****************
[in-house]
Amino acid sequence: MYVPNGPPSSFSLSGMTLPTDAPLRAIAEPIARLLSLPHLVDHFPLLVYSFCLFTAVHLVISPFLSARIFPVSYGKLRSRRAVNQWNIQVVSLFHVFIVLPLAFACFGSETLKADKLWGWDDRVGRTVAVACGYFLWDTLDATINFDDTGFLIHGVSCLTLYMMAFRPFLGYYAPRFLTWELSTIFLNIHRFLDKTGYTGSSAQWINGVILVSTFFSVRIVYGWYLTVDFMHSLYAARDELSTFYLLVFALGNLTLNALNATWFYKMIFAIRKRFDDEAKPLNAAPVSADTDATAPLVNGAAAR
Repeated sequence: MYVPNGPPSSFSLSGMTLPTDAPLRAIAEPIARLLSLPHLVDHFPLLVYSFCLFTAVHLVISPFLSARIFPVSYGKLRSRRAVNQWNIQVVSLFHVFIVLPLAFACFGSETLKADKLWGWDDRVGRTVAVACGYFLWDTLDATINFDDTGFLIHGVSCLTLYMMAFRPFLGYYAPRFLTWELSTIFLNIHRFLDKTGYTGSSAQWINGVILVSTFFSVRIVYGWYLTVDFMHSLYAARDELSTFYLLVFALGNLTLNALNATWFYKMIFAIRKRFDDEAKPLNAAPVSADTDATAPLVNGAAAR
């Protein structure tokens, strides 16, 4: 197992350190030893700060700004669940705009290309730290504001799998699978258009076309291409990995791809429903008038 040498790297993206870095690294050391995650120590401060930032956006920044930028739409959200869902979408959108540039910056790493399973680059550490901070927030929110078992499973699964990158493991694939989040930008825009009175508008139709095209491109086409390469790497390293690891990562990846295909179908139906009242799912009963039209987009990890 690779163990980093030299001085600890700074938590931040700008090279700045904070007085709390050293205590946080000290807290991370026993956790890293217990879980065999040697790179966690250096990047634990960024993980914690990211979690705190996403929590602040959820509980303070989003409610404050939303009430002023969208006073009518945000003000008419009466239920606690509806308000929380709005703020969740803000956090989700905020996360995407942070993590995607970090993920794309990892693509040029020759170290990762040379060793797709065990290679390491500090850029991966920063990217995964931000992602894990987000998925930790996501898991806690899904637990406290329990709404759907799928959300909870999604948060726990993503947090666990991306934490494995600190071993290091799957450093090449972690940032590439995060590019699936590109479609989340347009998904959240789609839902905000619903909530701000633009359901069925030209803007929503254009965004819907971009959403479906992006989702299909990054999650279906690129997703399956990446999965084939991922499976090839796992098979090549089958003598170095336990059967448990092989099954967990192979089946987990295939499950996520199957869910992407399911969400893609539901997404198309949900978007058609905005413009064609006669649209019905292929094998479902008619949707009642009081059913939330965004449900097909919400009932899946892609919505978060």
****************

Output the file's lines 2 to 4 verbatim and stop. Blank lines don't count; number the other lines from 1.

Amino acid sequence: MYVPNGPPSSFSLSGMTLPTDAPLRAIAEPIARLLSLPHLVDHFPLLVYSFCLFTAVHLVISPFLSARIFPVSYGKLRSRRAVNQWNIQVVSLFHVFIVLPLAFACFGSETLKADKLWGWDDRVGRTVAVACGYFLWDTLDATINFDDTGFLIHGVSCLTLYMMAFRPFLGYYAPRFLTWELSTIFLNIHRFLDKTGYTGSSAQWINGVILVSTFFSVRIVYGWYLTVDFMHSLYAARDELSTFYLLVFALGNLTLNALNATWFYKMIFAIRKRFDDEAKPLNAAPVSADTDATAPLVNGAAAR
Repeated sequence: MYVPNGPPSSFSLSGMTLPTDAPLRAIAEPIARLLSLPHLVDHFPLLVYSFCLFTAVHLVISPFLSARIFPVSYGKLRSRRAVNQWNIQVVSLFHVFIVLPLAFACFGSETLKADKLWGWDDRVGRTVAVACGYFLWDTLDATINFDDTGFLIHGVSCLTLYMMAFRPFLGYYAPRFLTWELSTIFLNIHRFLDKTGYTGSSAQWINGVILVSTFFSVRIVYGWYLTVDFMHSLYAARDELSTFYLLVFALGNLTLNALNATWFYKMIFAIRKRFDDEAKPLNAAPVSADTDATAPLVNGAAAR
């Protein structure tokens, strides 16, 4: 197992350190030893700060700004669940705009290309730290504001799998699978258009076309291409990995791809429903008038 040498790297993206870095690294050391995650120590401060930032956006920044930028739409959200869902979408959108540039910056790493399973680059550490901070927030929110078992499973699964990158493991694939989040930008825009009175508008139709095209491109086409390469790497390293690891990562990846295909179908139906009242799912009963039209987009990890 690779163990980093030299001085600890700074938590931040700008090279700045904070007085709390050293205590946080000290807290991370026993956790890293217990879980065999040697790179966690250096990047634990960024993980914690990211979690705190996403929590602040959820509980303070989003409610404050939303009430002023969208006073009518945000003000008419009466239920606690509806308000929380709005703020969740803000956090989700905020996360995407942070993590995607970090993920794309990892693509040029020759170290990762040379060793797709065990290679390491500090850029991966920063990217995964931000992602894990987000998925930790996501898991806690899904637990406290329990709404759907799928959300909870999604948060726990993503947090666990991306934490494995600190071993290091799957450093090449972690940032590439995060590019699936590109479609989340347009998904959240789609839902905000619903909530701000633009359901069925030209803007929503254009965004819907971009959403479906992006989702299909990054999650279906690129997703399956990446999965084939991922499976090839796992098979090549089958003598170095336990059967448990092989099954967990192979089946987990295939499950996520199957869910992407399911969400893609539901997404198309949900978007058609905005413009064609006669649209019905292929094998479902008619949707009642009081059913939330965004449900097909919400009932899946892609919505978060």